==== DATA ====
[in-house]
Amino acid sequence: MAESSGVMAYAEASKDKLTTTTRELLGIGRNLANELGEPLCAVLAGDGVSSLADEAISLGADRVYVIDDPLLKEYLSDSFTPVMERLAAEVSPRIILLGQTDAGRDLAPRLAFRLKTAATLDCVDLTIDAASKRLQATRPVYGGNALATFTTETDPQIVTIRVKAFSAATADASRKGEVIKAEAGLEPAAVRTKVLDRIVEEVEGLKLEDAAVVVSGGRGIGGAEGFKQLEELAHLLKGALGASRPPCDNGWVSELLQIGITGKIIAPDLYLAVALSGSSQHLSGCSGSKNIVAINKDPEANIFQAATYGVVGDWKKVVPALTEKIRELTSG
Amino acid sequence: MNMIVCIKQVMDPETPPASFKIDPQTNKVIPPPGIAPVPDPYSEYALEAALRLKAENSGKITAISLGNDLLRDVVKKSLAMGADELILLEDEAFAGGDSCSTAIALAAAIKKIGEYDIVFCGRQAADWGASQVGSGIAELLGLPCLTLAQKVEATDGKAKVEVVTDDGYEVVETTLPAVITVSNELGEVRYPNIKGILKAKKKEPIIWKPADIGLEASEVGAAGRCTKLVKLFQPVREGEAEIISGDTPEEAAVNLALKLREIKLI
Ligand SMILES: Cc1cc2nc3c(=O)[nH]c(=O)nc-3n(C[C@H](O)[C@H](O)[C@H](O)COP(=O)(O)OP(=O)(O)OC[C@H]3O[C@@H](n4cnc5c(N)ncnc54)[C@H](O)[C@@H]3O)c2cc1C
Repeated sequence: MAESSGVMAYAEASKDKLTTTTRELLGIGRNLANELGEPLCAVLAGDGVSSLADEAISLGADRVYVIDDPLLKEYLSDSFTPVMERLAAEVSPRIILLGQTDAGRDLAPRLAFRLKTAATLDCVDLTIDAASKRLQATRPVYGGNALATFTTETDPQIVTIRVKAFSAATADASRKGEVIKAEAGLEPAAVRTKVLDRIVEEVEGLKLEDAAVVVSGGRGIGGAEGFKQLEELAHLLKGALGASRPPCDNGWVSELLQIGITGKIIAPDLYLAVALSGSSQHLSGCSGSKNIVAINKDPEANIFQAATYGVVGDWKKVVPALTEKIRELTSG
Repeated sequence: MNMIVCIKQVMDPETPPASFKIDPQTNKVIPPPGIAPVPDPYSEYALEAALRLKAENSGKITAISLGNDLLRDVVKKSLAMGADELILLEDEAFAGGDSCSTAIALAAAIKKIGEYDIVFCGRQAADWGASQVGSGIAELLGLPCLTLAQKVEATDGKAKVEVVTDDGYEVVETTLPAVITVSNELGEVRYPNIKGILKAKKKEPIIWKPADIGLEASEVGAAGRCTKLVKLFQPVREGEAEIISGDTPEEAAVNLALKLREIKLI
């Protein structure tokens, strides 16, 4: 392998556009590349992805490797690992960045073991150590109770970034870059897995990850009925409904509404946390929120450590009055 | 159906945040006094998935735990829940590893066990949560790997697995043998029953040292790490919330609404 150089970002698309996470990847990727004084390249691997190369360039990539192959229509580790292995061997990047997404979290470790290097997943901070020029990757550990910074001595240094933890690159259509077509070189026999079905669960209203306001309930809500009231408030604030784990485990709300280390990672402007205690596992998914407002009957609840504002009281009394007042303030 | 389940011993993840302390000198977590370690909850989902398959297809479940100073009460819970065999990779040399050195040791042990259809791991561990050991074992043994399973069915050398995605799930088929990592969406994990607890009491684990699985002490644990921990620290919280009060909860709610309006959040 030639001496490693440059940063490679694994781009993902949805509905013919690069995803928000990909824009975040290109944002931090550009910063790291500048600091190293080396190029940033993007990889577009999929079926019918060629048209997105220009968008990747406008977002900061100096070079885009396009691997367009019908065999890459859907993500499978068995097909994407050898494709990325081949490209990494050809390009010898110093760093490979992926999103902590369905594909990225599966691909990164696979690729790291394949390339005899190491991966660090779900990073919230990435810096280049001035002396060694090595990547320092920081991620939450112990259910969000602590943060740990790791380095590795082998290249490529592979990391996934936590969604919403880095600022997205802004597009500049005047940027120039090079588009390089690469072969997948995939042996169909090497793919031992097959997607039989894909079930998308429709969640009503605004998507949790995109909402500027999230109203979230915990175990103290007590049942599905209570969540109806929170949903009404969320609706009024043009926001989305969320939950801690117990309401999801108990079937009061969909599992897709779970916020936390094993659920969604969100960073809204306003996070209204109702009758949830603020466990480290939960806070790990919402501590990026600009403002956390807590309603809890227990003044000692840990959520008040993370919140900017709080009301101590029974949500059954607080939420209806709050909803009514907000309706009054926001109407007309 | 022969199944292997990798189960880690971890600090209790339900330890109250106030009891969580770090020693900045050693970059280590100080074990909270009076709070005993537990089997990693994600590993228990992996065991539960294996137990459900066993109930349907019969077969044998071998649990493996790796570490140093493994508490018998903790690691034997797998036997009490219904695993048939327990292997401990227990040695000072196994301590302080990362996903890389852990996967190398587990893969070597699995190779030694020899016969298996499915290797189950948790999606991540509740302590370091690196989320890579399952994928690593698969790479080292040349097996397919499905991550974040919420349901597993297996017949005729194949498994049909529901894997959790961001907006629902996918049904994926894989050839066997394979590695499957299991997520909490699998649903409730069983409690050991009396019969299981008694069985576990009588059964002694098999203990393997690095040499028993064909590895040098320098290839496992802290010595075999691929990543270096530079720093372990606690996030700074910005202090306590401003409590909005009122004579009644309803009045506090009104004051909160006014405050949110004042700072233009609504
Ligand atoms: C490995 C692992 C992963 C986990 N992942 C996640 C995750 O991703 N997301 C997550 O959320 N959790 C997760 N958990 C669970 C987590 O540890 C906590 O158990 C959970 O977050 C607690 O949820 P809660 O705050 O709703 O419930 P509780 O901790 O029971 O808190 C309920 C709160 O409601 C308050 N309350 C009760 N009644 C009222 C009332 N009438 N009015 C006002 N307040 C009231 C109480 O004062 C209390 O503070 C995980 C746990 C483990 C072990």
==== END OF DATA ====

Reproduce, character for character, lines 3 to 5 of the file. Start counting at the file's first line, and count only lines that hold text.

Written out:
Amino acid sequence: MNMIVCIKQVMDPETPPASFKIDPQTNKVIPPPGIAPVPDPYSEYALEAALRLKAENSGKITAISLGNDLLRDVVKKSLAMGADELILLEDEAFAGGDSCSTAIALAAAIKKIGEYDIVFCGRQAADWGASQVGSGIAELLGLPCLTLAQKVEATDGKAKVEVVTDDGYEVVETTLPAVITVSNELGEVRYPNIKGILKAKKKEPIIWKPADIGLEASEVGAAGRCTKLVKLFQPVREGEAEIISGDTPEEAAVNLALKLREIKLI
Ligand SMILES: Cc1cc2nc3c(=O)[nH]c(=O)nc-3n(C[C@H](O)[C@H](O)[C@H](O)COP(=O)(O)OP(=O)(O)OC[C@H]3O[C@@H](n4cnc5c(N)ncnc54)[C@H](O)[C@@H]3O)c2cc1C
Repeated sequence: MAESSGVMAYAEASKDKLTTTTRELLGIGRNLANELGEPLCAVLAGDGVSSLADEAISLGADRVYVIDDPLLKEYLSDSFTPVMERLAAEVSPRIILLGQTDAGRDLAPRLAFRLKTAATLDCVDLTIDAASKRLQATRPVYGGNALATFTTETDPQIVTIRVKAFSAATADASRKGEVIKAEAGLEPAAVRTKVLDRIVEEVEGLKLEDAAVVVSGGRGIGGAEGFKQLEELAHLLKGALGASRPPCDNGWVSELLQIGITGKIIAPDLYLAVALSGSSQHLSGCSGSKNIVAINKDPEANIFQAATYGVVGDWKKVVPALTEKIRELTSG